Like many aspects of its intercellular transmission, very little is known on the mechanisms of toxicity inherent to cell-to-cell transmitted αSyn. Likewise, how αSyn transmission is modulated or whether PD-related familial mutations or somatic copy number variations of the SNCA gene influence αSyn transmission remains to be determined. Taking into consideration our current knowledge on the consequences of αSyn misregulation, it is conceivable that cell-to-cell transmitted and endogenous αSyn share cytotoxic mechanisms that directly impact neuronal survival. These include, but are not limited to, the loss of function of endogenous αSyn as a consequence of its seeded aggregation, a phenomenon that massively affects neuronal physiological processes such as vesicle trafficking including neurotransmitter release and recycling (Jenco et al., 1998; Abeliovich et al., 2000; Murphy et al., 2000; Cabin et al., 2002; Chandra et al., 2005), the impairment of mitochondrial activity that perturbs not only a plethora of metabolic processes but also degradative pathways (Martin et al., 2006; Devi et al., 2008; Liu et al., 2009; Chinta et al., 2010; Loeb et al., 2010), and the disruption of vesicular transport mechanisms, in particular those that trigger endoplasmic reticulum stress (Cooper et al., 2006; Gitler et al., 2008; Thayanidhi et al., 2010). However, it is still possible that cell-to-cell transmitted αSyn has its own particular repertoire of cytotoxic properties, in addition to its probable distinct physiological functions. The fact that cell-to-cell transmitted αSyn is released to the extracellular milieu allowed neuroscientists to develop cellular and animal models based in administration of exogenous αSyn species that would recapitulate key mechanistic aspects of αSyn transmission such as its internalization and downstream events. Data obtained from glial cells might constitute the first evidence that endogenous and exogenously acquired αSyn might behave differently. It is well known that glial cells normally do not express αSyn mRNA (Reyes et al., 2014) and instead acquire the protein from the extracellular milieu (Liu et al., 2007; Lee et al., 2008b, 2010; Park et al., 2009). Thus, uptake of exogenous αSyn not only would explain the source of αSyn in glial cytoplasmic inclusions (GCIs) in multiple system atrophy (MSA), a progressive neurodegenerative disease related to PD and other synucleinopaties (Tu et al., 1998), but also would uncover a unique role for extracellular αSyn in the context of αSyn-deficient cells. Furthermore, it was shown that extracellular αSyn activates astrocytes and microglia in vitro and in vivo resulting in a neuroinflammatory response reminiscent to that observed in PD (Zhang et al., 2005; Lee et al., 2010; Alvarez-Erviti et al., 2011; Halliday and Stevens, 2011; Luk et al., 2012a). Noteworthy, neurons are highly susceptible to glial-derived proinflammatory factors, therefore representing an alternative neurotoxic process triggered specifically by cells that have acquired αSyn from the extracellular milieu. Although the neuron-glia interaction might help to elucidate specific and non-redundant roles for intracellular and extracellular cell-to-cell transmitted αSyn, the molecular and biochemical determinants that presumably make these two forms of αSyn different remain completely unexplored.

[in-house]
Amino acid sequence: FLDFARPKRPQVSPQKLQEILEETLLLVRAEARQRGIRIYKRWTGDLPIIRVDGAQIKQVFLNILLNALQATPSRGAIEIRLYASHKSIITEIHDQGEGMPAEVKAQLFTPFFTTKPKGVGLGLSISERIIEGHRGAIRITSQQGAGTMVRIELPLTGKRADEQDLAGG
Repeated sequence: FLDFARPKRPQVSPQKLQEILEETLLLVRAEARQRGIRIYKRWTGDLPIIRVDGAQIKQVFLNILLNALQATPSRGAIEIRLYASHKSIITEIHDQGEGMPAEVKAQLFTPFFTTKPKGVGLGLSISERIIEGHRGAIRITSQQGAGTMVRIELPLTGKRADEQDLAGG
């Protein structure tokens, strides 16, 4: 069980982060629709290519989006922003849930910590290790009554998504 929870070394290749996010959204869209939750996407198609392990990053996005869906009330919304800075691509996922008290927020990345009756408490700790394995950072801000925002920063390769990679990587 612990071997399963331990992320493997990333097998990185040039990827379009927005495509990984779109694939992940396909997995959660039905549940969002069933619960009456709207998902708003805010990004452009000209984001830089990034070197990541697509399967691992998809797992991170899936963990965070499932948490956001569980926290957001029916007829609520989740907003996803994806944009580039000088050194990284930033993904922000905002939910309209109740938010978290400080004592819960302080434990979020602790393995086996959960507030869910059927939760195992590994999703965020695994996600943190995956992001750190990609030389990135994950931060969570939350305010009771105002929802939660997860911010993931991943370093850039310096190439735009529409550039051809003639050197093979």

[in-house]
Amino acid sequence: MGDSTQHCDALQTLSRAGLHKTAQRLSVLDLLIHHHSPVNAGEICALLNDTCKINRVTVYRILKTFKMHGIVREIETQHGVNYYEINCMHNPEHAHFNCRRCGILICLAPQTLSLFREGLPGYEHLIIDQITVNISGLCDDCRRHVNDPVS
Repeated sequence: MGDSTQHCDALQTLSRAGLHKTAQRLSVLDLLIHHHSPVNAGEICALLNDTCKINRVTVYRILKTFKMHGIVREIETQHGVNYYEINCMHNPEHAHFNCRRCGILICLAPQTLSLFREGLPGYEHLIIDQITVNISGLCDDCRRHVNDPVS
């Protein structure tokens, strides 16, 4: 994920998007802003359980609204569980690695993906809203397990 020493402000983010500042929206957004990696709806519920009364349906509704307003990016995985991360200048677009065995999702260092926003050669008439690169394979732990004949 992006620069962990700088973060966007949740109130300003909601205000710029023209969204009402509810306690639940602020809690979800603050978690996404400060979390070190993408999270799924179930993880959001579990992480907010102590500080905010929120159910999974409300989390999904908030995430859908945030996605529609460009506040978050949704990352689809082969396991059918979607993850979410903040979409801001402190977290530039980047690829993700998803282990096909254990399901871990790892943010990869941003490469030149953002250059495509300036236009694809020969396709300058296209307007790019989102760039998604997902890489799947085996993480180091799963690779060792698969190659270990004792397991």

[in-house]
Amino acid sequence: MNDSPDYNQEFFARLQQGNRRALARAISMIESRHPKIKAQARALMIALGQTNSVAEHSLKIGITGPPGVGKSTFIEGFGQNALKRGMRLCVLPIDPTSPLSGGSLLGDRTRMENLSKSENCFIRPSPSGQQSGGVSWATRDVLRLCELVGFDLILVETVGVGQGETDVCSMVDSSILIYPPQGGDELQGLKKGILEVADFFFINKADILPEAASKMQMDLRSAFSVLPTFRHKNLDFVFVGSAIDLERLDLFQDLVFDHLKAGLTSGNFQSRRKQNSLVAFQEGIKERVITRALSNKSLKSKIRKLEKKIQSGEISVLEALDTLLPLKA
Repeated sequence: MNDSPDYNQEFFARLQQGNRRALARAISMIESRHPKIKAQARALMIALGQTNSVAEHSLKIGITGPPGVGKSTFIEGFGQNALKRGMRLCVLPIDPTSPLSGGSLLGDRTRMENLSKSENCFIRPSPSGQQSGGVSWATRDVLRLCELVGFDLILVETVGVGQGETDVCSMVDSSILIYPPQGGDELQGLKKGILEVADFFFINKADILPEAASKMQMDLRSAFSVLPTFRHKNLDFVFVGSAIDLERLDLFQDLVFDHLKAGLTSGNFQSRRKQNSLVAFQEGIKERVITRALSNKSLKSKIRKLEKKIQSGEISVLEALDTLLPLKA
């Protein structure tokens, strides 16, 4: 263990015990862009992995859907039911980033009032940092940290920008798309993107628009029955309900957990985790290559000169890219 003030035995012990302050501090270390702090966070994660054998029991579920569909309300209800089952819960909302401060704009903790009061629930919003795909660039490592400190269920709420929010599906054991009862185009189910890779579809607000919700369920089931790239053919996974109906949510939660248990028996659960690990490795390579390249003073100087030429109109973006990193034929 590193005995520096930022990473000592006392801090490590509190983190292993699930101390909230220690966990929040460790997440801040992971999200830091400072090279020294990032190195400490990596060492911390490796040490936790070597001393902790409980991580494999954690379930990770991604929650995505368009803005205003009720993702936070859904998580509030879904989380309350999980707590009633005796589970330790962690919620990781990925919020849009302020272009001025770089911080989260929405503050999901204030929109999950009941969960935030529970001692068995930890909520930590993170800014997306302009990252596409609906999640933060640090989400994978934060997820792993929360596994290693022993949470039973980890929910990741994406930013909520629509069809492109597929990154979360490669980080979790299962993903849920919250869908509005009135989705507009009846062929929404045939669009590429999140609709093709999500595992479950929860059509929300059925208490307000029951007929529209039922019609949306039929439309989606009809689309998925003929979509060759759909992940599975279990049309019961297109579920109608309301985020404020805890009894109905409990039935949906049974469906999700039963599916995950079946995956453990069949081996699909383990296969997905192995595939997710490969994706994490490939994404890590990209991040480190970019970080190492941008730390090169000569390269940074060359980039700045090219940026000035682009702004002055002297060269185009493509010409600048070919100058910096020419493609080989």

The Prion Hypothesis